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Federal officials say 711 immigrant children remain separated and in U.S. custody, after the Trump administration missed a court-imposed deadline to reunite all 2,500 families separated at the U.S.-Mexico border.
Government lawyers claim the 711 children are “not eligible for reunification.” More than 430 of them have parents who have already been deported from the U.S.
In response, ACLU lawyer Lee Gelernt said in a statement, “We’re thrilled for the families who are finally reunited, but many more remain separated. The Trump administration is trying to sweep them under the rug by unilaterally picking and choosing who is eligible for reunification.”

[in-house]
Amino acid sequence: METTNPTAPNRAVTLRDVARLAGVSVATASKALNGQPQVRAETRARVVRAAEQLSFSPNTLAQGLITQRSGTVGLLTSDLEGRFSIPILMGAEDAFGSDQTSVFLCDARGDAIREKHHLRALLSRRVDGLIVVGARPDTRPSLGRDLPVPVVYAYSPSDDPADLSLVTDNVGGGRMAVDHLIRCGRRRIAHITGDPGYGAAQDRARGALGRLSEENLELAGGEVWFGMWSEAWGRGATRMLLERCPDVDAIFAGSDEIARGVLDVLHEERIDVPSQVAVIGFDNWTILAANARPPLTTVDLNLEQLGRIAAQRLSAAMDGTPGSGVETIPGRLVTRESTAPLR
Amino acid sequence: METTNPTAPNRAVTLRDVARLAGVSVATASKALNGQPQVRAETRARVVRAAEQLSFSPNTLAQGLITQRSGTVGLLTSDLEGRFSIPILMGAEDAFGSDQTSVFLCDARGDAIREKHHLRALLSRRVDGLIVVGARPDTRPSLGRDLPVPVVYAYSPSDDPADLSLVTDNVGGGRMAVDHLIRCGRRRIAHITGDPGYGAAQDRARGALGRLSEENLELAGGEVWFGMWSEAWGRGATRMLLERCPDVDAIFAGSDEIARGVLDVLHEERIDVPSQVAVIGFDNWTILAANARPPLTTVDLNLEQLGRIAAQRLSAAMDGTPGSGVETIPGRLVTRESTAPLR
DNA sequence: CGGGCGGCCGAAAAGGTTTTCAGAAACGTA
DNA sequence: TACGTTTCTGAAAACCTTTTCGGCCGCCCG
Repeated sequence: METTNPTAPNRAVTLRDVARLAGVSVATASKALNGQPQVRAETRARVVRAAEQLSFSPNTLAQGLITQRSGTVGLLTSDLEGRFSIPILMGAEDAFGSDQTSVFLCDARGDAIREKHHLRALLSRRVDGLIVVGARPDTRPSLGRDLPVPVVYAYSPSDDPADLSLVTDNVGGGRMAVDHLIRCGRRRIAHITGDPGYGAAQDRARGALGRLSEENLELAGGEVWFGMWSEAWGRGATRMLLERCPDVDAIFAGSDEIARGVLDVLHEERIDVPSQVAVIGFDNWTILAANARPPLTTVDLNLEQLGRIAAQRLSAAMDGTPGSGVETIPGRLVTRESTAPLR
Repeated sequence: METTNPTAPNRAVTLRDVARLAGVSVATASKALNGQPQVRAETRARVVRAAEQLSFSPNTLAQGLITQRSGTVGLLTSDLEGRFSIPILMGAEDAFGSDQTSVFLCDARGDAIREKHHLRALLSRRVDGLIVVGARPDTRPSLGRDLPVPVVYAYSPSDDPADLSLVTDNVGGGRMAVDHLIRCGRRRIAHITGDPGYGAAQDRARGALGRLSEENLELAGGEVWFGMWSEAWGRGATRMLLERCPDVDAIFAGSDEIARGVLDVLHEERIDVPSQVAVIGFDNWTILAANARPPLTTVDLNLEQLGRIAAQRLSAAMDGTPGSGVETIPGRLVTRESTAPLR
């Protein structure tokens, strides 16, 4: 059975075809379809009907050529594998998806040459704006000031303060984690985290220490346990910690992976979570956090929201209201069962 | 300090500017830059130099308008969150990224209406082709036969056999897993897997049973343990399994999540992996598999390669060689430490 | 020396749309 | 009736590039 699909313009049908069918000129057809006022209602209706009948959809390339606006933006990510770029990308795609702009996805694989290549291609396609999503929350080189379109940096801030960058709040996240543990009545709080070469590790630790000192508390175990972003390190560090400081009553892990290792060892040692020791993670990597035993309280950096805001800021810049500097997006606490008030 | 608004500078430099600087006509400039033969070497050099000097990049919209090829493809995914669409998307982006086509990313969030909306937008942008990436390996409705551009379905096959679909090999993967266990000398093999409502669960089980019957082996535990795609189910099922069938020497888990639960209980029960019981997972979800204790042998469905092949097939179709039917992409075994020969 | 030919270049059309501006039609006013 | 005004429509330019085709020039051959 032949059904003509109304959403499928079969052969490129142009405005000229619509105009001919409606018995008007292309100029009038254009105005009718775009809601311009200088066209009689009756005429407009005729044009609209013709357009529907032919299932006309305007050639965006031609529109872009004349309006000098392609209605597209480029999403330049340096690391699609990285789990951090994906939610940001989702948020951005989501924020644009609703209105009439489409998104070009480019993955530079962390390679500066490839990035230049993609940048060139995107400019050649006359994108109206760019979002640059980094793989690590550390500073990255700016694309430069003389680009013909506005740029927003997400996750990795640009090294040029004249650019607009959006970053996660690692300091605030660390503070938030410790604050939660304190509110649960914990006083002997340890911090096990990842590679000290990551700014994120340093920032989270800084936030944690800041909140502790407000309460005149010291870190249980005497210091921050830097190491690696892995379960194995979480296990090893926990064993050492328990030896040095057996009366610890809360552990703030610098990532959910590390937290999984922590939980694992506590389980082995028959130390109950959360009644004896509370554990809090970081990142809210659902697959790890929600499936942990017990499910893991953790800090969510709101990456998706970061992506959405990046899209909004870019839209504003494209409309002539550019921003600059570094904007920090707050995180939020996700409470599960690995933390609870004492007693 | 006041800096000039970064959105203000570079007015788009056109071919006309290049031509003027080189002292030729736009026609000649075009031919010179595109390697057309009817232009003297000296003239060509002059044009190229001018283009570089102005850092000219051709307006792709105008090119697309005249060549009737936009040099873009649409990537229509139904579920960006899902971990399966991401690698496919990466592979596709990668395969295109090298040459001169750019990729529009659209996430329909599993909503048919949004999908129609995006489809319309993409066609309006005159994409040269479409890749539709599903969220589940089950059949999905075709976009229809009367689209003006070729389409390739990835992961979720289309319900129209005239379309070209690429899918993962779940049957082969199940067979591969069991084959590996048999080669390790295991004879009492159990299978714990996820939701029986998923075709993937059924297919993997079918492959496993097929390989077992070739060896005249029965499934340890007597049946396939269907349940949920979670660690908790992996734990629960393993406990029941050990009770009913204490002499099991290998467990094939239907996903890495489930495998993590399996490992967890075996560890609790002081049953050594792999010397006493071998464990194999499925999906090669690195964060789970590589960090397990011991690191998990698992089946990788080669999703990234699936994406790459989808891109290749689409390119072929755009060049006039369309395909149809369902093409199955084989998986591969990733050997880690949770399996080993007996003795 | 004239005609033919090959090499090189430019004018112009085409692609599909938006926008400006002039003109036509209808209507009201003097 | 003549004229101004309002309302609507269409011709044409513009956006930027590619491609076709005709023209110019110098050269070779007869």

This comes amid nationwide protests against Trump’s “zero tolerance” immigration policies. In Louisville, Kentucky, police arrested nine activists Thursday as they nonviolently locked themselves together to block elevators inside an immigration court building. In Washington, D.C., scores of activists, led by children, held a sit-in protest against family separations in the Hart Senate Office Building. The children wore T-shirts emblazoned with the phrase “I am a child”—evoking the “I am a man” protests led by Dr. Martin Luther King Jr. 50 years ago.